Originally found at Science Daily, by Jeff Falk
A new study shows that two key factors can make freshly appointed CEOs more vulnerable and raise the odds they’ll get fired.
The job security of a new CEO tends to suffer when the stock market reacts badly or when the previous CEO stays on as board chair, according to the study by Rice University and Peking University management experts. But the study found that the new CEO can overcome these challenges with what researchers call “social influence behaviors.”
The study’s authors used computer programs to analyze transcripts of new CEOs’ conference calls with securities analysts. They found that CEOs who ingratiated themselves with their predecessors reduced the adverse impact of the old boss remaining as board chair. At the same time, the study concluded CEOs who engaged in self-promotion mitigated the negative impact of poor stock market reactions.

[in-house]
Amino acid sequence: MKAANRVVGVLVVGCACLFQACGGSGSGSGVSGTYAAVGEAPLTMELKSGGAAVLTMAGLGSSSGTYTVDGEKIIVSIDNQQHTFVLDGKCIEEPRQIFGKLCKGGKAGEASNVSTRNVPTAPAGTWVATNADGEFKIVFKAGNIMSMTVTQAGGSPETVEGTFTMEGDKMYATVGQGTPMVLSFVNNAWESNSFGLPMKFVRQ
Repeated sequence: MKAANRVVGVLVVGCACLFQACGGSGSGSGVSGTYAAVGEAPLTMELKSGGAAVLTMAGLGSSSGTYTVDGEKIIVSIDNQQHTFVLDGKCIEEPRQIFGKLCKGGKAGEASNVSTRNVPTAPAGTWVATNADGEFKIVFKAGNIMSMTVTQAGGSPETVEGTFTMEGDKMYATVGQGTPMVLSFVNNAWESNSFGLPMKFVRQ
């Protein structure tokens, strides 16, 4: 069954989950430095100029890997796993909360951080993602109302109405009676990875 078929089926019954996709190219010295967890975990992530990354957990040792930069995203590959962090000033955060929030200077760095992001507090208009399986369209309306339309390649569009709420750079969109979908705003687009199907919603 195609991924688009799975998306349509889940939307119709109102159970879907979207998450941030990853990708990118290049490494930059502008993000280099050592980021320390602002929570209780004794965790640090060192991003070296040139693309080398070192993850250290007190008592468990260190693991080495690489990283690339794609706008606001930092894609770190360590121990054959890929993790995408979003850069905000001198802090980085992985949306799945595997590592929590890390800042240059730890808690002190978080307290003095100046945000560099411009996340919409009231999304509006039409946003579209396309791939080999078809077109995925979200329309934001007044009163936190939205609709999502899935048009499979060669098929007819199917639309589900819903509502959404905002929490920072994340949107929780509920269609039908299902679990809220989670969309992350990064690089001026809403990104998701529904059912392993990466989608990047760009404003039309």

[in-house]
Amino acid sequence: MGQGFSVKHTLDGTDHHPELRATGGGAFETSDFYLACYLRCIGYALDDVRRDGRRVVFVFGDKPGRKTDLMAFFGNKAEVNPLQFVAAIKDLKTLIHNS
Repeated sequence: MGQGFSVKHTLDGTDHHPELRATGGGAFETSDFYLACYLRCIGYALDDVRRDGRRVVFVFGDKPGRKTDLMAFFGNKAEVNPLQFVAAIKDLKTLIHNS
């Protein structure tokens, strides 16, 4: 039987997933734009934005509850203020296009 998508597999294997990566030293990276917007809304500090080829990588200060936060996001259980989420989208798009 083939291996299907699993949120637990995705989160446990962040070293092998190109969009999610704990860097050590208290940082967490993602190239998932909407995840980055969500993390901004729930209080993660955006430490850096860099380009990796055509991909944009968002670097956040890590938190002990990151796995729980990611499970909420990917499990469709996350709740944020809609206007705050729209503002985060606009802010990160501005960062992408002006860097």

But the authors also found evidence that new CEOs’ social influence behaviors can backfire. “A new CEO’s commitment to strategic continuity — as originated by the predecessor CEO — can amplify the adverse impact of the initial negative stock market reaction,” the authors said. “Moreover, a new CEO’s self-centered expression may turn off the retained predecessor CEO, thus amplifying the adverse impact of the predecessor’s staying on as board chair on the new CEO’s early survival prospect.”
Continue reading this article at Science Daily.
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